Vintage Car Life Road Test: 1961 Chrysler Newport – Big, Strong, Fast And With Auto-Pilot

The Newport was the entry-level Chrysler, and it was a lot of car for the money: 122″ wheelbase, 215″ long, 4225 lbs weight, a husky big V8, and in the case of this tested one, a number of options including Chrysler’s Auto-Pilot. It had all the usual Chrysler strengths as well as some of the usual weaknesses.

Auto-Pilot was Chrysler’s name for its cruise control. Curiously, although they drove this car over a thousand miles “we found no occasion that demanded the use of the Automatic Pilot”. Well, no occasion demands cruise control; it’s a convenience feature, one that I’m utterly addicted to. But it was a fairly new thing at the time.

This Newport was very heavily optioned, something that CL questioned. They’d have preferred a basic 300-G instead, for obvious reasons.

Compared to the 318 Dart they had recently tested, the Newport with its 361 V8 had a very slight acceleration advantage to 40 mph, but the Dodge was quicker beyond that, for what it’s worth. These aren’t exactly hot rods either way, although a 0-60 time of 10.9 seconds was respectable enough. Of course there was a price to be paid at the pump for the bigger, heavier Chrysler.

The Chrysler had plenty of weight to give a “road flattening” soft ride, but its shocks were essentially shot, which substantially diminished the ride quality over anything but a smooth road. Presumably this was the result of hard driving by previous reviewers, but it still seemed questionable that the shocks could be so worn out so quickly.

Predictably, the Torqueflite automatic came in for lots of praise, and the overly numb power steering got the opposite. CL opines that power steering effort could be doubled “without causing even the slightest-built damsel to grunt in protest'” With its 2.93 rear axle, the Newport’s cruising ability “is naturally very high.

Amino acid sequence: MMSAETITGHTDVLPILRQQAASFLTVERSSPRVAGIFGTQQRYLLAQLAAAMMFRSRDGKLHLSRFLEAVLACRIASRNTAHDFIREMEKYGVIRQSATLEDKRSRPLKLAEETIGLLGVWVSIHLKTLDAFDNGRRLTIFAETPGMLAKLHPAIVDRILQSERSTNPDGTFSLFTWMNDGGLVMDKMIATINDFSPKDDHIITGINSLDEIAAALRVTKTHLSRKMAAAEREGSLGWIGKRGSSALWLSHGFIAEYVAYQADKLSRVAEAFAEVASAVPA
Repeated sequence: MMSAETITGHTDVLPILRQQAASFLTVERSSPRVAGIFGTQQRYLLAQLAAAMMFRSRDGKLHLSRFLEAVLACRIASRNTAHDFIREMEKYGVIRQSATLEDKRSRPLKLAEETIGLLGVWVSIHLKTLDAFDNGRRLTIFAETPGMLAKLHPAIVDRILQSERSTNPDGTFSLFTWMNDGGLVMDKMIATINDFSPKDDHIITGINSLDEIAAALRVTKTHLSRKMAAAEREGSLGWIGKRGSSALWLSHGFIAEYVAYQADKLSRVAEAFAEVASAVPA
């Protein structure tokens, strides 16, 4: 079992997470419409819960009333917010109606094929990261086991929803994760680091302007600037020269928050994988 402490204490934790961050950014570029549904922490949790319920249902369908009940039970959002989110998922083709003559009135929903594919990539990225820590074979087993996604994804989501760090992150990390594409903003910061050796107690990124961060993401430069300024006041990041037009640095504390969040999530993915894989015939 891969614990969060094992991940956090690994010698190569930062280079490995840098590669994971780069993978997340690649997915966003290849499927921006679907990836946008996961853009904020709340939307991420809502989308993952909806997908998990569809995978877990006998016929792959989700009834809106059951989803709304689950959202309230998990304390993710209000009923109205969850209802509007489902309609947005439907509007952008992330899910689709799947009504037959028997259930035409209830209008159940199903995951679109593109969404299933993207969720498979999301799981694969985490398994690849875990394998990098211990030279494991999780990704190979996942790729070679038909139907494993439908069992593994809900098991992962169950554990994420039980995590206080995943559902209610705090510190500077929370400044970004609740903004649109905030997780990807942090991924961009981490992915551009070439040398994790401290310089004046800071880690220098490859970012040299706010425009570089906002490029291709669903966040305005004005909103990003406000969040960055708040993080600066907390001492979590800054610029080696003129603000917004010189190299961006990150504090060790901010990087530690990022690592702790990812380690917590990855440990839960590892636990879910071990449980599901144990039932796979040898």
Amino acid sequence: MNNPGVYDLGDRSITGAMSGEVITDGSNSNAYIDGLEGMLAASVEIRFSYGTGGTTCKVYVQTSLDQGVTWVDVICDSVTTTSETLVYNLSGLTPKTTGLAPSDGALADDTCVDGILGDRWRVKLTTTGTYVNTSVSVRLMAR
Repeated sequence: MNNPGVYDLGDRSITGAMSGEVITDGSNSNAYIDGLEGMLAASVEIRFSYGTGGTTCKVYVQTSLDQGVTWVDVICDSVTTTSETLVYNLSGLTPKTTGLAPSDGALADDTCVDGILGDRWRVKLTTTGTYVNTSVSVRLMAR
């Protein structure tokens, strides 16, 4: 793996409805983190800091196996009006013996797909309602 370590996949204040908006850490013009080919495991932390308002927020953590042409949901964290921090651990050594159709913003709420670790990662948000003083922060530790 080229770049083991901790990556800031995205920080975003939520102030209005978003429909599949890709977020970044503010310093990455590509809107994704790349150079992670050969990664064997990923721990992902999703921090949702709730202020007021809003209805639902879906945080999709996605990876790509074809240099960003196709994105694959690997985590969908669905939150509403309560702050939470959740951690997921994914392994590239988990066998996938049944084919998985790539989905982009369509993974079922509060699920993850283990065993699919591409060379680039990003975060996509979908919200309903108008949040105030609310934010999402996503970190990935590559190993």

As to fit-and-finish, the usual Chrysler inconsistency was evident. The paint job was pretty good; the panel fit not.

Chrysler’s “chair high” seats were praised for their comfort, perhaps in part because they had the optional”airfoam cushions” in them. Presumably that was the latex foam rubber that was being increasingly used in car seats, especially the higher end ones, instead of that upholstery padding (cotton batts?) that was used otherwise.

The “AstraDome” instrument panel was a bit much, although it did offer a full complement of instruments. “Our first reaction was to look for the knob you pull to shoot the marbles, but since no “tilt” sign was in evidence, it apparently wasn’t something stolen from the penny arcade”.

CL states that “The Newport would be particularly well suited to the Southwest’s ‘wide-open-spaces’ with its roads to match.”  True that; reminds me of a couple of memorable drives in two fuselage Plymouths out west. Just set the Auto-Pilot to 90 and watch the scenery roll by.

“We feel this is a car for for the man who likes the big car with the big, slow-turning (and therefor quiet) engine that just loafs along at 70 mph uphill and down, all day long.” Now who does that remind me of?